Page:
Scope Creep

Scope creep in software projects: Definition and ways to avoid it

On time, on budget and in the desired quality: mastering software projects with the right management and without scope creep.

Author Adrian Schmid

Adrian Schmid

February 13, 2024

Imagine you are planning to build a detached house. You have agreed detailed plans with the architect, know the costs and the completion date. But during construction, you keep coming up with new ideas: “Oh, and couldn’t we quickly add a balcony?” Such subsequent changes quickly lead to delays, budget overruns and frustration for everyone involved. In software development, this phenomenon is known as “scope creep”.

What is scope creep and why is it a problem?

Scope creep refers to the gradual expansion of the project scope during software development. Originally agreed functions and features are expanded or completely new requirements are added. This may not sound dramatic at first glance, but it can have serious consequences:

  • Delayed delivery: the planned completion date is postponed due to the additional tasks.
  • Higher costs: New features require additional working time, which leads to higher development costs.

These two points are problematic if new features are simply “built into” the project. However, this is completely normal in the course of orderly change management (more on this later). Other consequences are

  • Inferior quality: In order to keep to the original schedule, it is not uncommon for the pressure on the project team to be increased, which means that the quality of already planned and new features suffers.
  • Dissatisfied stakeholders: Delays, budget overruns and bugs/errors lead to frustration among customers and project stakeholders.

If you’re now thinking, “oh, I know these issues all too well from past software projects”: let me tell you, you’re not alone.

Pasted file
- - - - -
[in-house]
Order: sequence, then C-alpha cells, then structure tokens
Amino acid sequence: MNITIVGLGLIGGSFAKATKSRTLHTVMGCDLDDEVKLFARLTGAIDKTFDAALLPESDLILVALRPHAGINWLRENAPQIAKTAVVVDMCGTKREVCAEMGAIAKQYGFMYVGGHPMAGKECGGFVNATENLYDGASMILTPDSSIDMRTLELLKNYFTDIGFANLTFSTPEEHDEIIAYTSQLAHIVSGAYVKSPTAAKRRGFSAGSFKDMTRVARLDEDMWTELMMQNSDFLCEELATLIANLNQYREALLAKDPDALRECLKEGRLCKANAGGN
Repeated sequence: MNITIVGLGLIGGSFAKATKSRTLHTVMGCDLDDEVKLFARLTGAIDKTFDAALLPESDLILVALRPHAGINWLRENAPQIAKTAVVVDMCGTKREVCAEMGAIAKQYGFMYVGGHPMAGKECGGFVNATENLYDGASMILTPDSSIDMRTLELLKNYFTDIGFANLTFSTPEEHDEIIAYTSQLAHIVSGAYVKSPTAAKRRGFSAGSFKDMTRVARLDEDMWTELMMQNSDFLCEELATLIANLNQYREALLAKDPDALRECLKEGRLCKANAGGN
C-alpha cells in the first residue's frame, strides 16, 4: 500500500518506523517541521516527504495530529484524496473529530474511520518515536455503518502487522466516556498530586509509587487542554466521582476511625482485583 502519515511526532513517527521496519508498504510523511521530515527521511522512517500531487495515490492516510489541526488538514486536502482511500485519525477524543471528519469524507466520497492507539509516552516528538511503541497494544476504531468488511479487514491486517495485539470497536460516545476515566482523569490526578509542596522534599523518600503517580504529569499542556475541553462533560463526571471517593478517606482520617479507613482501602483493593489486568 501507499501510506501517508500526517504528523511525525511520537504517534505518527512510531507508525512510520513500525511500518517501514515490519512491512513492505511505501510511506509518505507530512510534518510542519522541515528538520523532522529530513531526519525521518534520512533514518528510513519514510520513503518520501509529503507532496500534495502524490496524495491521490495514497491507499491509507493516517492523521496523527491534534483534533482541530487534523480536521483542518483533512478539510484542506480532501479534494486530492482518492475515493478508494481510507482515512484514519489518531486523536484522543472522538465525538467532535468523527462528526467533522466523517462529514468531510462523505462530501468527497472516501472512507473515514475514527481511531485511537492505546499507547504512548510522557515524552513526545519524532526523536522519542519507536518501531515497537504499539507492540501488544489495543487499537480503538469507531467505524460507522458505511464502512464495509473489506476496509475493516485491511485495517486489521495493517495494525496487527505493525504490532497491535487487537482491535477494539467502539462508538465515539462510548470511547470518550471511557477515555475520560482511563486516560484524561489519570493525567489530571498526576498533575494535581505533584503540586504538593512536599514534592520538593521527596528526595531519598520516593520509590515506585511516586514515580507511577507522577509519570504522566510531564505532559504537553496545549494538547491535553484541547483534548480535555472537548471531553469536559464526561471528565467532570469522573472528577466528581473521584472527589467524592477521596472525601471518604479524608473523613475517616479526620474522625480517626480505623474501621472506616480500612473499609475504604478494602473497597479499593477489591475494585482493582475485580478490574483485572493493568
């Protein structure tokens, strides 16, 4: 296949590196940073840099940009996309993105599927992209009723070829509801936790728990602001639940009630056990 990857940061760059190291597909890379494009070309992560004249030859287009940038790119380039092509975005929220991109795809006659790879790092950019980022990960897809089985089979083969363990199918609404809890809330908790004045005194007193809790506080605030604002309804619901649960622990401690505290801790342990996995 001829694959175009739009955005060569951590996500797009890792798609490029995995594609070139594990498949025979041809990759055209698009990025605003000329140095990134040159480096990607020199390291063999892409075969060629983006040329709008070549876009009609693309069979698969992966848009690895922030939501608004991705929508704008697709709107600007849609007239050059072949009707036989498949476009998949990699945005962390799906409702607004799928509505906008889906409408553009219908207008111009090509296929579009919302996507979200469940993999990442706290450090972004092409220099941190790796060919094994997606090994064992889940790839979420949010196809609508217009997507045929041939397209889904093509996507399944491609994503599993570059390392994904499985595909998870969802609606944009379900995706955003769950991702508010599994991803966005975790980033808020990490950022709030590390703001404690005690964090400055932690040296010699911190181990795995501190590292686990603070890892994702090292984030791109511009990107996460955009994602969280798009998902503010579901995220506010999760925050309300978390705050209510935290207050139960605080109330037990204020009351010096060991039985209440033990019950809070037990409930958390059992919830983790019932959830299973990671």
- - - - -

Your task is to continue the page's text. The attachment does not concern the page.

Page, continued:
But don’t worry, with the right measures, scope creep can be effectively avoided.

How can scope creep be avoided?

Fortunately, there are strategies to effectively contain scope creep. Both the client and the contractor are equally responsible. It also doesn’t matter whether the project is in-house or outsourced. We therefore look at some important measures below:

Clear and detailed project definition

The cornerstone of a successful project is a clearly defined scope. At the beginning, all those involved should work together to precisely define the project goals, features, functions and limitations. This specification serves as a basis and orientation aid and prevents misunderstandings as the project progresses.

A work breakdown structure is therefore also essential in agile software development. It represents the basic framework of every project and is indispensable for good project managers. It allows project participants to see all work packages at all times. But a project structure alone does not prevent scope creep – together with effective project management, however, it does.

Effective project management

An experienced project manager is the captain of the project. They ensure that the agreed project scope is adhered to: He pays regular attention to the prioritization of tasks, monitors the schedule and budget and communicates transparently with all stakeholders.